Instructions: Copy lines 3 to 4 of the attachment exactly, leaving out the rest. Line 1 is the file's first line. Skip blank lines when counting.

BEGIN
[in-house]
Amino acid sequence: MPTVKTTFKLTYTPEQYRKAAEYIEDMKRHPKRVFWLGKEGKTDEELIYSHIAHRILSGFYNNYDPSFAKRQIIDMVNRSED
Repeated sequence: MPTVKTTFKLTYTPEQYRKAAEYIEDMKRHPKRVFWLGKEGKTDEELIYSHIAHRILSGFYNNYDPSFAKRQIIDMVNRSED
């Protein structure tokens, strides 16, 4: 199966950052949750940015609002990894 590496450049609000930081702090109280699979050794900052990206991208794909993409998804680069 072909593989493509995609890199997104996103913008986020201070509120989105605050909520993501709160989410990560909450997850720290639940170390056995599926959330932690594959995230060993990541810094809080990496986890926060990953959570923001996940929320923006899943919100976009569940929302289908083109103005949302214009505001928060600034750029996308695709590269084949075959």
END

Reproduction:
Repeated sequence: MPTVKTTFKLTYTPEQYRKAAEYIEDMKRHPKRVFWLGKEGKTDEELIYSHIAHRILSGFYNNYDPSFAKRQIIDMVNRSED
């Protein structure tokens, strides 16, 4: 199966950052949750940015609002990894 590496450049609000930081702090109280699979050794900052990206991208794909993409998804680069 072909593989493509995609890199997104996103913008986020201070509120989105605050909520993501709160989410990560909450997850720290639940170390056995599926959330932690594959995230060993990541810094809080990496986890926060990953959570923001996940929320923006899943919100976009569940929302289908083109103005949302214009505001928060600034750029996308695709590269084949075959």